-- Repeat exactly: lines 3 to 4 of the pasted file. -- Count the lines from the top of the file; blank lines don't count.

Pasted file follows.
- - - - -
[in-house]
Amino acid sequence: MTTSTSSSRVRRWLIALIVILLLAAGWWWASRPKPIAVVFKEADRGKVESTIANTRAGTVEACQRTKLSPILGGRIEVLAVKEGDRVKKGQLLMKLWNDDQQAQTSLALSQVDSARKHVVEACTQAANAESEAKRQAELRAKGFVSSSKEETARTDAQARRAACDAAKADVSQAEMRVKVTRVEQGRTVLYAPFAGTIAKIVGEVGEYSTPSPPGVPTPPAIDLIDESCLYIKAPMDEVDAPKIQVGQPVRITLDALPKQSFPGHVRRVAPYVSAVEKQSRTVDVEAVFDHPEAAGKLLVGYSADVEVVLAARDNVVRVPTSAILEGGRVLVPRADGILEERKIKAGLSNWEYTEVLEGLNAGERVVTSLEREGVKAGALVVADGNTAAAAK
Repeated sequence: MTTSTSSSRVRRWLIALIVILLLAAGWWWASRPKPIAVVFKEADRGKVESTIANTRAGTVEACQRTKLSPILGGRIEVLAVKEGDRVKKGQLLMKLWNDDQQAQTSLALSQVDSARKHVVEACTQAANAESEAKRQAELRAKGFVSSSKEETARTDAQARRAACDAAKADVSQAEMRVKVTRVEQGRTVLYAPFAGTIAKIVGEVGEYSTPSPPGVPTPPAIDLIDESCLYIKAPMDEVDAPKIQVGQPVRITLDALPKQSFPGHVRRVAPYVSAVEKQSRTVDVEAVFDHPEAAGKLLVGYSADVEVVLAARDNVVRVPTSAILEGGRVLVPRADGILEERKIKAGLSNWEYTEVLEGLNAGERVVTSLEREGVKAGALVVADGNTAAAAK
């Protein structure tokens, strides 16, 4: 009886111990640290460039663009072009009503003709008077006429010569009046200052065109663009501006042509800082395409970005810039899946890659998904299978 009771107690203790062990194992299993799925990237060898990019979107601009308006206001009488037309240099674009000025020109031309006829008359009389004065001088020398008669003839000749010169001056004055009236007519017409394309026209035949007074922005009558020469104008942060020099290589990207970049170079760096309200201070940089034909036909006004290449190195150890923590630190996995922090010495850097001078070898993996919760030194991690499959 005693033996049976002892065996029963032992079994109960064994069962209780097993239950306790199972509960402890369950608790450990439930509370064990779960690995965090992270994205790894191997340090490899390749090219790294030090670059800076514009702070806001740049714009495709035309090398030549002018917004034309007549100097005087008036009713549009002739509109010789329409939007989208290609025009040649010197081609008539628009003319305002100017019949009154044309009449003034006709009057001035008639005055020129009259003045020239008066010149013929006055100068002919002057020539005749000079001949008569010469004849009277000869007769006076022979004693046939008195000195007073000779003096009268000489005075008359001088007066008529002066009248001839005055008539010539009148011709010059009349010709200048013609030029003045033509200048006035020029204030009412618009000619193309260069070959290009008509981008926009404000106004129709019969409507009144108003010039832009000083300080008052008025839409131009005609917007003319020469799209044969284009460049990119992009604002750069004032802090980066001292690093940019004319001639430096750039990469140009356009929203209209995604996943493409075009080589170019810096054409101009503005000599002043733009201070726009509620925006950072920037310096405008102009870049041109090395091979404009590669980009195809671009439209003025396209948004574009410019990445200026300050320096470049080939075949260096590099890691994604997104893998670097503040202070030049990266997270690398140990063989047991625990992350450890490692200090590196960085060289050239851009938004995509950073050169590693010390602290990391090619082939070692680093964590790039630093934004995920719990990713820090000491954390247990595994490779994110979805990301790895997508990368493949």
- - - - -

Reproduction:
Repeated sequence: MTTSTSSSRVRRWLIALIVILLLAAGWWWASRPKPIAVVFKEADRGKVESTIANTRAGTVEACQRTKLSPILGGRIEVLAVKEGDRVKKGQLLMKLWNDDQQAQTSLALSQVDSARKHVVEACTQAANAESEAKRQAELRAKGFVSSSKEETARTDAQARRAACDAAKADVSQAEMRVKVTRVEQGRTVLYAPFAGTIAKIVGEVGEYSTPSPPGVPTPPAIDLIDESCLYIKAPMDEVDAPKIQVGQPVRITLDALPKQSFPGHVRRVAPYVSAVEKQSRTVDVEAVFDHPEAAGKLLVGYSADVEVVLAARDNVVRVPTSAILEGGRVLVPRADGILEERKIKAGLSNWEYTEVLEGLNAGERVVTSLEREGVKAGALVVADGNTAAAAK
């Protein structure tokens, strides 16, 4: 009886111990640290460039663009072009009503003709008077006429010569009046200052065109663009501006042509800082395409970005810039899946890659998904299978 009771107690203790062990194992299993799925990237060898990019979107601009308006206001009488037309240099674009000025020109031309006829008359009389004065001088020398008669003839000749010169001056004055009236007519017409394309026209035949007074922005009558020469104008942060020099290589990207970049170079760096309200201070940089034909036909006004290449190195150890923590630190996995922090010495850097001078070898993996919760030194991690499959 005693033996049976002892065996029963032992079994109960064994069962209780097993239950306790199972509960402890369950608790450990439930509370064990779960690995965090992270994205790894191997340090490899390749090219790294030090670059800076514009702070806001740049714009495709035309090398030549002018917004034309007549100097005087008036009713549009002739509109010789329409939007989208290609025009040649010197081609008539628009003319305002100017019949009154044309009449003034006709009057001035008639005055020129009259003045020239008066010149013929006055100068002919002057020539005749000079001949008569010469004849009277000869007769006076022979004693046939008195000195007073000779003096009268000489005075008359001088007066008529002066009248001839005055008539010539009148011709010059009349010709200048013609030029003045033509200048006035020029204030009412618009000619193309260069070959290009008509981008926009404000106004129709019969409507009144108003010039832009000083300080008052008025839409131009005609917007003319020469799209044969284009460049990119992009604002750069004032802090980066001292690093940019004319001639430096750039990469140009356009929203209209995604996943493409075009080589170019810096054409101009503005000599002043733009201070726009509620925006950072920037310096405008102009870049041109090395091979404009590669980009195809671009439209003025396209948004574009410019990445200026300050320096470049080939075949260096590099890691994604997104893998670097503040202070030049990266997270690398140990063989047991625990992350450890490692200090590196960085060289050239851009938004995509950073050169590693010390602290990391090619082939070692680093964590790039630093934004995920719990990713820090000491954390247990595994490779994110979805990301790895997508990368493949």